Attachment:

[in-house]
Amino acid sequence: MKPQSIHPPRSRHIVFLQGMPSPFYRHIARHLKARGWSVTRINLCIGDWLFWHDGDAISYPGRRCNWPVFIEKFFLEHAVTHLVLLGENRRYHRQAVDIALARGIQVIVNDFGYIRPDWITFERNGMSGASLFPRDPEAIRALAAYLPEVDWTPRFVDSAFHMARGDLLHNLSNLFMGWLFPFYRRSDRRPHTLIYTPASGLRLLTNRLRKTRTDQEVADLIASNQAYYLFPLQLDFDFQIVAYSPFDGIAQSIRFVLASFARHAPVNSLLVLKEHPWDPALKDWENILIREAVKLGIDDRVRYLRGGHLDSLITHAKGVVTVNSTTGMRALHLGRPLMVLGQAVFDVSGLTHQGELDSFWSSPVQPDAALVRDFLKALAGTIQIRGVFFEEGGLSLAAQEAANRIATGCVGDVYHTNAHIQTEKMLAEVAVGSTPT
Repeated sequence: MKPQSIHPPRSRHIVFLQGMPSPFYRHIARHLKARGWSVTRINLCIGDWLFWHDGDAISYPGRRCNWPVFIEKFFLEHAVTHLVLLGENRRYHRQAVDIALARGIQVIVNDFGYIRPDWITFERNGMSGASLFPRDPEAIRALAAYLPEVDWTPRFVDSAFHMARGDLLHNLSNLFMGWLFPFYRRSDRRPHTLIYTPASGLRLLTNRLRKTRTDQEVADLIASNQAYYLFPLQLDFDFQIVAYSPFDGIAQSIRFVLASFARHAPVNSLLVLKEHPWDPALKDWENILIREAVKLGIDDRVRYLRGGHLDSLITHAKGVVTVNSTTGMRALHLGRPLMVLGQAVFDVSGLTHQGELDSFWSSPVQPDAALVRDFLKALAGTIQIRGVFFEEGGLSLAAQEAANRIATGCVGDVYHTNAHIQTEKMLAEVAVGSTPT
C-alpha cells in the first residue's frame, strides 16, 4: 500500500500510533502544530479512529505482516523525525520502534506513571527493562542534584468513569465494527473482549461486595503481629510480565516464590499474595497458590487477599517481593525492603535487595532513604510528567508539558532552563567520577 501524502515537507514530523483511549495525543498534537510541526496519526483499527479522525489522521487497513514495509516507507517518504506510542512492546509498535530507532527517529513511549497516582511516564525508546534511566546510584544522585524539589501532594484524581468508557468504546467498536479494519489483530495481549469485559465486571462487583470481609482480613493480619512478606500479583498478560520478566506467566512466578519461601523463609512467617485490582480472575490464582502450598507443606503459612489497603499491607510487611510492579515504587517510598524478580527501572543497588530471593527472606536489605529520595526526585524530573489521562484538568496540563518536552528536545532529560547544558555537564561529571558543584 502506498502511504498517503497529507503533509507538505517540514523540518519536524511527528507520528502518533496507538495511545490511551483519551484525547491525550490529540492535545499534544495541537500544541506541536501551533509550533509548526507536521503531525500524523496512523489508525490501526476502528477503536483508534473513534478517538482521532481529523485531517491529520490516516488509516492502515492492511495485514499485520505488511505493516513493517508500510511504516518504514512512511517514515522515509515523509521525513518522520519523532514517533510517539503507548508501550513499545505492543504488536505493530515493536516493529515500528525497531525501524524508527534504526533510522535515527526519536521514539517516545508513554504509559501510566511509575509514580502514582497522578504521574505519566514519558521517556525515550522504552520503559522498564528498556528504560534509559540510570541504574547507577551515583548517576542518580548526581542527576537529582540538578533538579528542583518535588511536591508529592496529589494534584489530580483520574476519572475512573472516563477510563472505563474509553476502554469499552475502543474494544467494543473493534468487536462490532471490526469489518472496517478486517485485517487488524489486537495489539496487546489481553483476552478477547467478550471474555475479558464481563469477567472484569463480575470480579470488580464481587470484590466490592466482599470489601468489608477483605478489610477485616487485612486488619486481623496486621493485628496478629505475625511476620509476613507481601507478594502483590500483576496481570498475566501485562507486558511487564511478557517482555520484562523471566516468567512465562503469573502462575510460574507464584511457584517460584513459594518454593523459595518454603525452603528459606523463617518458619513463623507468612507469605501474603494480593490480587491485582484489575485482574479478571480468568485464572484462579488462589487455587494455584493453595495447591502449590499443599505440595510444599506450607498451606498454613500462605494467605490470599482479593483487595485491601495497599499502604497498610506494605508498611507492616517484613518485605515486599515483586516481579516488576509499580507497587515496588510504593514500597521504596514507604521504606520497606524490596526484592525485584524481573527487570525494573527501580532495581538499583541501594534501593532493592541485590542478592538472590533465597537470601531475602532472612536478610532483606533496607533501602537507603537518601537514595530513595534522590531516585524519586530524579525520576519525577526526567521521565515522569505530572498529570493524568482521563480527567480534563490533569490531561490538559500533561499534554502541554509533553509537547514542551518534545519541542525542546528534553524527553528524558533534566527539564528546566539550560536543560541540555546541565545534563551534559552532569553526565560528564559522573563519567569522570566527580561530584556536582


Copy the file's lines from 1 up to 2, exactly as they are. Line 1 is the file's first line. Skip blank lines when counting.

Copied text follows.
[in-house]
Amino acid sequence: MKPQSIHPPRSRHIVFLQGMPSPFYRHIARHLKARGWSVTRINLCIGDWLFWHDGDAISYPGRRCNWPVFIEKFFLEHAVTHLVLLGENRRYHRQAVDIALARGIQVIVNDFGYIRPDWITFERNGMSGASLFPRDPEAIRALAAYLPEVDWTPRFVDSAFHMARGDLLHNLSNLFMGWLFPFYRRSDRRPHTLIYTPASGLRLLTNRLRKTRTDQEVADLIASNQAYYLFPLQLDFDFQIVAYSPFDGIAQSIRFVLASFARHAPVNSLLVLKEHPWDPALKDWENILIREAVKLGIDDRVRYLRGGHLDSLITHAKGVVTVNSTTGMRALHLGRPLMVLGQAVFDVSGLTHQGELDSFWSSPVQPDAALVRDFLKALAGTIQIRGVFFEEGGLSLAAQEAANRIATGCVGDVYHTNAHIQTEKMLAEVAVGSTPT